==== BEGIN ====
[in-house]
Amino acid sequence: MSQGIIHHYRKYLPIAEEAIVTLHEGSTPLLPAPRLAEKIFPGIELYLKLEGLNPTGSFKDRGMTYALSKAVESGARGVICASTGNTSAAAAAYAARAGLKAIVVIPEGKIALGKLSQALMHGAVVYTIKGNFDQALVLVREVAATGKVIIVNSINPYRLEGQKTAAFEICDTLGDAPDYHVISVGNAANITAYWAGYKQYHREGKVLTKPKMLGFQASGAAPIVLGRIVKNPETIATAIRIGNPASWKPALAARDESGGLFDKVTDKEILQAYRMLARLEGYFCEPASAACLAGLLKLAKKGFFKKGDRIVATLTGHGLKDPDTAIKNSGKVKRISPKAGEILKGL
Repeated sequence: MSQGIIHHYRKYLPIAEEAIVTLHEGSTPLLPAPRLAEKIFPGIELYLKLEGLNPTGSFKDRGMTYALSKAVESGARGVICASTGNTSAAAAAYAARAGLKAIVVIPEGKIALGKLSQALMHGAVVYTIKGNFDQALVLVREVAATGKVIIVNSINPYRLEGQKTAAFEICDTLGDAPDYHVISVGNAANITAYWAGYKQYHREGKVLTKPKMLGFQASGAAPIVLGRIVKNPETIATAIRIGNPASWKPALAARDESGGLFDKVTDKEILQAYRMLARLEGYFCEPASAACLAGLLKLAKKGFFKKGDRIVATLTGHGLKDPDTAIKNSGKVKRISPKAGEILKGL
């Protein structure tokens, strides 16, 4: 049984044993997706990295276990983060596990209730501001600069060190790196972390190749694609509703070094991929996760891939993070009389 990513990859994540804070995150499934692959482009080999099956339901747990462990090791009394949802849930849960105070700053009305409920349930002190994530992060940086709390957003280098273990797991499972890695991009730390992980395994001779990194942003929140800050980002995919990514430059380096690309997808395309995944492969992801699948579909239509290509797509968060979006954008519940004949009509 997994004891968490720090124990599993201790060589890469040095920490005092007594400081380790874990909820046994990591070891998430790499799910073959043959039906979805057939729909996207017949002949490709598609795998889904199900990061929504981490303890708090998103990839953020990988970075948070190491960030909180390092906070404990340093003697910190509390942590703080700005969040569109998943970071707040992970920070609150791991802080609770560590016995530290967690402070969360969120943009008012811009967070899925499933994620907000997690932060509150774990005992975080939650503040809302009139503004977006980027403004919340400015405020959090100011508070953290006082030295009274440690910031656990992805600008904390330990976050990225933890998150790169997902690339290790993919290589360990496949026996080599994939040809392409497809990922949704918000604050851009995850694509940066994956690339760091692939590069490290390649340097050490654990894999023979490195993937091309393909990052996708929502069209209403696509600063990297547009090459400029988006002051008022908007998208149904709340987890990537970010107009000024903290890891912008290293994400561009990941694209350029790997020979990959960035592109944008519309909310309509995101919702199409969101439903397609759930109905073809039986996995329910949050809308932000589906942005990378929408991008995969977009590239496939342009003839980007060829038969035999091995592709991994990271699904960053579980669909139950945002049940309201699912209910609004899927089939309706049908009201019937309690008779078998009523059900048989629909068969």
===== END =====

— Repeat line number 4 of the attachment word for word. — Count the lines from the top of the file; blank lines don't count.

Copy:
């Protein structure tokens, strides 16, 4: 049984044993997706990295276990983060596990209730501001600069060190790196972390190749694609509703070094991929996760891939993070009389 990513990859994540804070995150499934692959482009080999099956339901747990462990090791009394949802849930849960105070700053009305409920349930002190994530992060940086709390957003280098273990797991499972890695991009730390992980395994001779990194942003929140800050980002995919990514430059380096690309997808395309995944492969992801699948579909239509290509797509968060979006954008519940004949009509 997994004891968490720090124990599993201790060589890469040095920490005092007594400081380790874990909820046994990591070891998430790499799910073959043959039906979805057939729909996207017949002949490709598609795998889904199900990061929504981490303890708090998103990839953020990988970075948070190491960030909180390092906070404990340093003697910190509390942590703080700005969040569109998943970071707040992970920070609150791991802080609770560590016995530290967690402070969360969120943009008012811009967070899925499933994620907000997690932060509150774990005992975080939650503040809302009139503004977006980027403004919340400015405020959090100011508070953290006082030295009274440690910031656990992805600008904390330990976050990225933890998150790169997902690339290790993919290589360990496949026996080599994939040809392409497809990922949704918000604050851009995850694509940066994956690339760091692939590069490290390649340097050490654990894999023979490195993937091309393909990052996708929502069209209403696509600063990297547009090459400029988006002051008022908007998208149904709340987890990537970010107009000024903290890891912008290293994400561009990941694209350029790997020979990959960035592109944008519309909310309509995101919702199409969101439903397609759930109905073809039986996995329910949050809308932000589906942005990378929408991008995969977009590239496939342009003839980007060829038969035999091995592709991994990271699904960053579980669909139950945002049940309201699912209910609004899927089939309706049908009201019937309690008779078998009523059900048989629909068969």